Lunar New Year

Here’s How to Fold Dumplings Fearlessly

February  6, 2018

Every so often, we scour the site for cool recipes from our community that we then test, photograph, and feature—this one comes from longtime community member Tashie.


As easy as it is to inhale one pillowy dumpling after another, folding and crimping your own creations can be a bit more intimidating. At least, that’s what community member Tashie found when making dumplings with her dad growing up.

“As a family, everyone has a dumpling job, and I’ve always been relegated to putting water on the wrappers or putting stuffing on the wrappers,” she says. “I never had the wrapping job.”

A new take on Dad’s tradition. Photo by Rocky Luten

But as she got older—and, dare we say, wiser—she realized fancy folds are nice, but not necessary.

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“You can just put water on the wrapper and just press them together! What a concept,” she says.

Here, she’s simplified the stuffing and folding process by filling gyoza wrappers with ground pork, chopped shiitakes, and Swiss chard. Try to get fresh shiitakes, but if you only have dried mushrooms make sure to rehydrate them completely and remove the stems. Also, avoid the tempting shortcut of using a food processor to chop the Swiss chard. You need to finely chop by hand to keep the filling mixture from getting too watery.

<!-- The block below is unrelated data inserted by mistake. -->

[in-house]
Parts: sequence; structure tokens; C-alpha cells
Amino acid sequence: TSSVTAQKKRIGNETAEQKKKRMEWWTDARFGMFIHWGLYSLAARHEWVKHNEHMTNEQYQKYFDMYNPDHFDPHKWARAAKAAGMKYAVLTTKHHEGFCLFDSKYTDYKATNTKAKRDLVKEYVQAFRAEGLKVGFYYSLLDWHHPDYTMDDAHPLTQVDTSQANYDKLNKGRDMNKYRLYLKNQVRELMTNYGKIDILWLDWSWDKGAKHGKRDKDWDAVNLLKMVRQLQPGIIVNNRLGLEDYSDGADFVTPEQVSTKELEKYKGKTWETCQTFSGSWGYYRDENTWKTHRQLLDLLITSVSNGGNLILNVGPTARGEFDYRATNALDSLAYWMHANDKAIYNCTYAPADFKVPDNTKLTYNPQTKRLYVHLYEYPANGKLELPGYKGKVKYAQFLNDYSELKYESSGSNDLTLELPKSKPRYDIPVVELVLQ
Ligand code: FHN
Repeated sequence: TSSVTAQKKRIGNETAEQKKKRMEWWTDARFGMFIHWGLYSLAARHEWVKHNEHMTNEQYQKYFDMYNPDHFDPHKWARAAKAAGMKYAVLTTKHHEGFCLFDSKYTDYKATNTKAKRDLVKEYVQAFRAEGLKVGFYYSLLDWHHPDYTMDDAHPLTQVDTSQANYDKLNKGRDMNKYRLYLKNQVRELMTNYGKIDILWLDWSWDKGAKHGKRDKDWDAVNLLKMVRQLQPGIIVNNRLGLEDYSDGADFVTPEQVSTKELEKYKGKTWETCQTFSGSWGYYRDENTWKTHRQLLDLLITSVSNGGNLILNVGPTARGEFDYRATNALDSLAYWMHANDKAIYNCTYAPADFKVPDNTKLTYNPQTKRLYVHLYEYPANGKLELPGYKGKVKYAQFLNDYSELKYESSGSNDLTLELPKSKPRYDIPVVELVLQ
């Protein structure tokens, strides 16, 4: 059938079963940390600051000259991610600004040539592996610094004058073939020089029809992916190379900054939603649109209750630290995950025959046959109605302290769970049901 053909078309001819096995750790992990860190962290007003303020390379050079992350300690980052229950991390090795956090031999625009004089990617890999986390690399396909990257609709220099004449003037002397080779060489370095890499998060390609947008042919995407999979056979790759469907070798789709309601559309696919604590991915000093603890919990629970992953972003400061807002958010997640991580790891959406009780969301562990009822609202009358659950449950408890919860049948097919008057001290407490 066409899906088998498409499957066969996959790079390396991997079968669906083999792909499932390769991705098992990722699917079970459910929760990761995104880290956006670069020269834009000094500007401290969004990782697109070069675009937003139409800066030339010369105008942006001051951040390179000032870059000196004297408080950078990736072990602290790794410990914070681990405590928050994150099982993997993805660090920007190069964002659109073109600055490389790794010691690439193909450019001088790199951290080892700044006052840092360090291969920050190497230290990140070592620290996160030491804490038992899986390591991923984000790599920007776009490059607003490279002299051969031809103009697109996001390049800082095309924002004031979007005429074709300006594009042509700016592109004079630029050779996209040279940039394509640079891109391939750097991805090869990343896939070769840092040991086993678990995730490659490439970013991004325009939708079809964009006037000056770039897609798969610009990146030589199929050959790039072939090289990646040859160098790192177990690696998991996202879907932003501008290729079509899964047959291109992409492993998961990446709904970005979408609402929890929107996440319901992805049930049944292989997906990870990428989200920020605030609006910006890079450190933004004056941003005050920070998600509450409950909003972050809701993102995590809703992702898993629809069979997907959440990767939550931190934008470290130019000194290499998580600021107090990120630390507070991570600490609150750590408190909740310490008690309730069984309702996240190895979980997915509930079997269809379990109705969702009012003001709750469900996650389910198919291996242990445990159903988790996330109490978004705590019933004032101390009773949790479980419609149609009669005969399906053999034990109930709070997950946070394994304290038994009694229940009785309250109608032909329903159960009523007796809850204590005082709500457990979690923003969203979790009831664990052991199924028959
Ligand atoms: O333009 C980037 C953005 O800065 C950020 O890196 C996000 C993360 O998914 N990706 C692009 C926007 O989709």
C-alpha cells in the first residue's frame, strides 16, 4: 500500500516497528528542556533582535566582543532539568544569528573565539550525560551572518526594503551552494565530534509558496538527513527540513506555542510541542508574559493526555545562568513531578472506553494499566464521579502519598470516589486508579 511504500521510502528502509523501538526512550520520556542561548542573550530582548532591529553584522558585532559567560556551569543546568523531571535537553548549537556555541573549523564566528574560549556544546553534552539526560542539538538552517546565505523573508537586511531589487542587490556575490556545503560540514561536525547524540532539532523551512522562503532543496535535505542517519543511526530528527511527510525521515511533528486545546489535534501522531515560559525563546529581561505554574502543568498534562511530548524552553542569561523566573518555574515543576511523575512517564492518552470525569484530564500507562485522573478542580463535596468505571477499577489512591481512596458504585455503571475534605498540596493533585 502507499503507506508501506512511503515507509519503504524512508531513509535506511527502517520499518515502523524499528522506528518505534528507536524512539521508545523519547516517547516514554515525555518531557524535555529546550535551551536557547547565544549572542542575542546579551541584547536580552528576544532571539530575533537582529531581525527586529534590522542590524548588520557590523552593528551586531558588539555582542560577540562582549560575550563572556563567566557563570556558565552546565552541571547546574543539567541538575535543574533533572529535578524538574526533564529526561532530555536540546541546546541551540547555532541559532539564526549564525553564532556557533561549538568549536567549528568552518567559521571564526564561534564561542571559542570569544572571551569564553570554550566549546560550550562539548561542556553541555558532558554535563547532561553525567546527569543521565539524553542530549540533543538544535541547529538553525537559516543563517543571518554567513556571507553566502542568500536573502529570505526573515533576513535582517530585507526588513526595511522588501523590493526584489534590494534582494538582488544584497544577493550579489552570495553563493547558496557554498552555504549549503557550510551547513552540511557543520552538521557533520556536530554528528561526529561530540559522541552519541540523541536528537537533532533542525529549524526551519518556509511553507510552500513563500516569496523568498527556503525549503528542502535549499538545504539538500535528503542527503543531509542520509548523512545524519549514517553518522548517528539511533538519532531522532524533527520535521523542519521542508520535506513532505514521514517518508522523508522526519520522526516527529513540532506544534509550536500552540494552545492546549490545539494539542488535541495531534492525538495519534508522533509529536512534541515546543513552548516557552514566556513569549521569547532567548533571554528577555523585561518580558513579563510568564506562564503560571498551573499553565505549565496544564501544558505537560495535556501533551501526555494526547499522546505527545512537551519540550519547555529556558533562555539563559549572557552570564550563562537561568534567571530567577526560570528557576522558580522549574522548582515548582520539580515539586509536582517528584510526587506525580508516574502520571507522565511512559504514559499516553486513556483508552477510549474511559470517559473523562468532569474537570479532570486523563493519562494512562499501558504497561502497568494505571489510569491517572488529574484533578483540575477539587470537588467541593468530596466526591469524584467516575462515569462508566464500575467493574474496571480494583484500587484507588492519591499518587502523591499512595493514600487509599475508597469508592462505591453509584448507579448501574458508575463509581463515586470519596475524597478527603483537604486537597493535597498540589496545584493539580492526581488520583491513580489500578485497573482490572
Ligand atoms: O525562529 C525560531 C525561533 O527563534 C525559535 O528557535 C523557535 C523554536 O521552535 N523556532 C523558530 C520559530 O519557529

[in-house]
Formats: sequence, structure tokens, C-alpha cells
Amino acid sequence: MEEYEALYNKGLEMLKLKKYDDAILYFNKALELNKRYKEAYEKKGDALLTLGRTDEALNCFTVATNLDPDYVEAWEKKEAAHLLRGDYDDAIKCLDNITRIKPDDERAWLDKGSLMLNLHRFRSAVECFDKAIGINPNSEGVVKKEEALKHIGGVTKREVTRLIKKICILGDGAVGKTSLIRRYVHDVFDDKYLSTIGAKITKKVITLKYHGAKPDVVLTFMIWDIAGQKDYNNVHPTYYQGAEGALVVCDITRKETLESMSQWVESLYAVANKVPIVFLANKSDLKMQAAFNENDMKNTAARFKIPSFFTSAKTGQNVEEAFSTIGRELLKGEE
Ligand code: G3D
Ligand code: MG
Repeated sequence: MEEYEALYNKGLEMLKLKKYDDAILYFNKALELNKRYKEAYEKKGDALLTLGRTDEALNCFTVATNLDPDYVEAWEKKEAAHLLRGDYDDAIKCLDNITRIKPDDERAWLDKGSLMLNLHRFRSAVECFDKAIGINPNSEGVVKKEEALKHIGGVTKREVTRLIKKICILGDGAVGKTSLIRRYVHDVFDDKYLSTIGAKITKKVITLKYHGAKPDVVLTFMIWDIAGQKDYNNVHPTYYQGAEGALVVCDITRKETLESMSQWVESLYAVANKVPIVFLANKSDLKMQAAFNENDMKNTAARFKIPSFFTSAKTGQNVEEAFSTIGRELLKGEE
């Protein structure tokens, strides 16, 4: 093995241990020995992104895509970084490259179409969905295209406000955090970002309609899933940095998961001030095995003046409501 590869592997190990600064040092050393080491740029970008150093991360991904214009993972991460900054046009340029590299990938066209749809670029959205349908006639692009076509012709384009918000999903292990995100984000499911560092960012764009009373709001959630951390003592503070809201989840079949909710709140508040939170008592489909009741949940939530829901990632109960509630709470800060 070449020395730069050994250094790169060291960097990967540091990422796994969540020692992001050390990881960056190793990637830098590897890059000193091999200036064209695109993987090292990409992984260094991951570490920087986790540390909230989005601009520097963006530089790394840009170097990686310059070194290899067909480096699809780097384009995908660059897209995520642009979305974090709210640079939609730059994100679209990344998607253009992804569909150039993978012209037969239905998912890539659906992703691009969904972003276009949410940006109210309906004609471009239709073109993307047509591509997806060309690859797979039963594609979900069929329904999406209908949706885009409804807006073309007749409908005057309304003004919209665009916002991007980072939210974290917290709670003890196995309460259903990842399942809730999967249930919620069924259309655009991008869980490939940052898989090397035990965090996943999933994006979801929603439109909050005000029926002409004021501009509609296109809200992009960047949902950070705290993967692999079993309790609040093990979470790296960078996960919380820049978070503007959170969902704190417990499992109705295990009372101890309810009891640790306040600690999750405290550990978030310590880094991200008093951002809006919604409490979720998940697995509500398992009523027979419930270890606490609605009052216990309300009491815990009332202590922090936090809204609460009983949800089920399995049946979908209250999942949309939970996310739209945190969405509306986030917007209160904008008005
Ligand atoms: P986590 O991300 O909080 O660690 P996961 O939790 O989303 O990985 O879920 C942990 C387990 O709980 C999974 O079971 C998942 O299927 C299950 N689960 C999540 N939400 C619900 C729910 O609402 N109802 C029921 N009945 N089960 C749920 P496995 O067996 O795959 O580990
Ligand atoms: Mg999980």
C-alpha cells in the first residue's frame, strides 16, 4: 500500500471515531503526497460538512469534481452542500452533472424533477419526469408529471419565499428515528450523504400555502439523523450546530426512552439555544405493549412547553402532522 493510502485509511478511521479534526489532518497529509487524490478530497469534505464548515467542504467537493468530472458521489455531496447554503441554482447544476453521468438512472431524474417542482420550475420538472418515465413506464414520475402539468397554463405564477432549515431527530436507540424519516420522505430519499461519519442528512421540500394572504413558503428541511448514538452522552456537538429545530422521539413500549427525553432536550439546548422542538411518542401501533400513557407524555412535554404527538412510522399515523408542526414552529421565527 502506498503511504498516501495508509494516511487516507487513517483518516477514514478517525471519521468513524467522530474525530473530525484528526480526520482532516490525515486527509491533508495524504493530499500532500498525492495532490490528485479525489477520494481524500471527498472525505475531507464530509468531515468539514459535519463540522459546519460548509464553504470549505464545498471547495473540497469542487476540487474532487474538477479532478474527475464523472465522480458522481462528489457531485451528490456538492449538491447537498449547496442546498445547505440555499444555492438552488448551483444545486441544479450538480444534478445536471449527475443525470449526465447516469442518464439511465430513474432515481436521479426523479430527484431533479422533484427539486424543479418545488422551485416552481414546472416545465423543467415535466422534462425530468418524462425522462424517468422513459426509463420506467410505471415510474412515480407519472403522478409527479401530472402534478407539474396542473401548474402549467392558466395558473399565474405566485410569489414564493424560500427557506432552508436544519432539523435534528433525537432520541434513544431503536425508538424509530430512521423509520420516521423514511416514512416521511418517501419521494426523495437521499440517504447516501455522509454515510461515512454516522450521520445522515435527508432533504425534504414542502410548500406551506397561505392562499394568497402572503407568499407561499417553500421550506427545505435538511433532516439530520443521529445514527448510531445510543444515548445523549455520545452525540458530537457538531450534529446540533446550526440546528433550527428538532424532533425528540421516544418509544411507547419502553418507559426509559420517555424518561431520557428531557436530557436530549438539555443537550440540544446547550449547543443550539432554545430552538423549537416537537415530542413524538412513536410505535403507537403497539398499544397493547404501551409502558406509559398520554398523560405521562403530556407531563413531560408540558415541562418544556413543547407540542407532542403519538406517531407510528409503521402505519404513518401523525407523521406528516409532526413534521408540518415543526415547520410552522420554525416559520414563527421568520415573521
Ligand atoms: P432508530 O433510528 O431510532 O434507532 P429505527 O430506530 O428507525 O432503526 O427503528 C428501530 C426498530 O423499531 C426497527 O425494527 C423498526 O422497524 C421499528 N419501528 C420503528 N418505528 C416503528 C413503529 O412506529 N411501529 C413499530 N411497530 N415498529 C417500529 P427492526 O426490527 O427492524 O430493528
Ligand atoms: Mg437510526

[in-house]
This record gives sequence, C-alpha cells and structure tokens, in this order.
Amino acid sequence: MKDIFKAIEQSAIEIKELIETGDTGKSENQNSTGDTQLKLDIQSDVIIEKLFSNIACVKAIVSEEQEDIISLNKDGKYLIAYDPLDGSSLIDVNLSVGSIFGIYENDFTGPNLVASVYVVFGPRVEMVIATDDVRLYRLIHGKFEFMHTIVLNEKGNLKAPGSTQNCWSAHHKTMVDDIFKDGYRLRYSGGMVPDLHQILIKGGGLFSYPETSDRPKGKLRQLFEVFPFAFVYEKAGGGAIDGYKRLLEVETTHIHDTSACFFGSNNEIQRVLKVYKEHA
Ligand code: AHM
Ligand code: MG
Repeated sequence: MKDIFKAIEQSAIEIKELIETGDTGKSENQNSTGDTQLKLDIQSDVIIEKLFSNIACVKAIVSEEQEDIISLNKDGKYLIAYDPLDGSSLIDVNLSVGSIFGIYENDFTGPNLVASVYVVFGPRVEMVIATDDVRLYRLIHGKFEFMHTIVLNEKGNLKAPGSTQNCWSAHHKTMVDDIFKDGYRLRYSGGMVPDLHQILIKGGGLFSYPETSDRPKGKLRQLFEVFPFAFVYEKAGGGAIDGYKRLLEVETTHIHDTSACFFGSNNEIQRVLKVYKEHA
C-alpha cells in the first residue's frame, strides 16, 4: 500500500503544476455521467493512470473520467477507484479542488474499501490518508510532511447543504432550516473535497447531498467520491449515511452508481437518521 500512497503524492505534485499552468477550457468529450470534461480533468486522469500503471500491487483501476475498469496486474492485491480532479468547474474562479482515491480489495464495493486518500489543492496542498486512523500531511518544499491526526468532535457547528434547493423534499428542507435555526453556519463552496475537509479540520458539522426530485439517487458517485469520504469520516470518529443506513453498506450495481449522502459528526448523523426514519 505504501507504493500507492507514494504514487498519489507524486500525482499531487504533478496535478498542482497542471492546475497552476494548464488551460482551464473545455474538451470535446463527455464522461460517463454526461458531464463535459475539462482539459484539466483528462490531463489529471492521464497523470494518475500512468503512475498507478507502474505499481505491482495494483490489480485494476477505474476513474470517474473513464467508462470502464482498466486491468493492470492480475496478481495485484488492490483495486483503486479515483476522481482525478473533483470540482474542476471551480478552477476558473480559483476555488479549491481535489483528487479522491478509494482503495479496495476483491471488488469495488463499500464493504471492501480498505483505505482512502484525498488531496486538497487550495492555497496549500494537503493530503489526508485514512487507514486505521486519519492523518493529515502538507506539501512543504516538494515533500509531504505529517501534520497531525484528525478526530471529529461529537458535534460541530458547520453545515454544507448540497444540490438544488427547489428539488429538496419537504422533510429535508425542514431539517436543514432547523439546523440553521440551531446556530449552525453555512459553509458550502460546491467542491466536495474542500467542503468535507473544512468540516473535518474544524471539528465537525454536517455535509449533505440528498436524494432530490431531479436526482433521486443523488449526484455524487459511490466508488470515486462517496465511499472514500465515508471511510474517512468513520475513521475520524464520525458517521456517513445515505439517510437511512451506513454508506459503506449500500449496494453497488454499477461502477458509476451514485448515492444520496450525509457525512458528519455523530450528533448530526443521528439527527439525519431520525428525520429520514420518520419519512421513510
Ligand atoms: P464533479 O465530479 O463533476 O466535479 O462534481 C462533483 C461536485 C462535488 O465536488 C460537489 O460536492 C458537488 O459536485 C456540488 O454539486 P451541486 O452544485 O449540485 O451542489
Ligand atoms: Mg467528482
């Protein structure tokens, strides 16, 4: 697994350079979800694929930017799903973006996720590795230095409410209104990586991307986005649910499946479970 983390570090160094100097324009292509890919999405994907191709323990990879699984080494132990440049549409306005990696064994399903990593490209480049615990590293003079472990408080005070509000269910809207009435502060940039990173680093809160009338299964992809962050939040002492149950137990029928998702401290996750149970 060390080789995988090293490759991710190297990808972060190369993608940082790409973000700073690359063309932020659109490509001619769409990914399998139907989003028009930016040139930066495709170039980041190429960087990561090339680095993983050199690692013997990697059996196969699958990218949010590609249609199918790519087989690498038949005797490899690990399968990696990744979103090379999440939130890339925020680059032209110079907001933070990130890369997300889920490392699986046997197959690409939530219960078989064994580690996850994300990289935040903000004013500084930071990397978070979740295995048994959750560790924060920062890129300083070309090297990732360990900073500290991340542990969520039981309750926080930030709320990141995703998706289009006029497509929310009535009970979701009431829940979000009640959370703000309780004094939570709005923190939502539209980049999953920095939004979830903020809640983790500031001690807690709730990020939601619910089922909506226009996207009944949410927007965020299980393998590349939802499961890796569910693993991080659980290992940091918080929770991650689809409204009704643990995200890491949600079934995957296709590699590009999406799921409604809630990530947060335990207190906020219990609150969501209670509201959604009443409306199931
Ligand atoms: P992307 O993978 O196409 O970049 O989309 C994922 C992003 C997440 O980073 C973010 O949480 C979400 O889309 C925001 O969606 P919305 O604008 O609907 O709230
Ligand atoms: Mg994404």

When stuffing the dumplings, use a normal teaspoon to put the filling in the middle of the wrapper, then use your finger to put water around one half of the wrapper and fold the wrapper in half. Press the edges firmly together to make sure that the dumpling is sealed. From there, you can either boil the dumplings for a delicious dinner, or freeze them on a floured plate or baking sheet until solid enough to transfer into freezer bags.

While Tashie’s recipe streamlines homemade dumplings, there’s one part of her tradition she won’t alter: the hot sauce. Made with Thai chile peppers or jalapeños, her dad’s hot sauce packs a fiery kick.

“The best part of Dad’s dumplings is the hot sauce,” she says. “My dad has been making this hot sauce since I can remember, and it wows anyone who comes into contact with it.”

Have any simplified versions of childhood classics? Share your favorites in the comments!

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A New Way to Dinner, co-authored by Food52's founders Amanda Hesser and Merrill Stubbs, is an indispensable playbook for stress-free meal-planning (hint: cook foundational dishes on the weekend and mix and match ‘em through the week).

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1 Comment

Joy H. February 6, 2018
There's no need to pleat the dumplings if they're just going to be boiled, but if you're going to make potstickers, the pleats are essential so that the dumplings have a flat "bottom".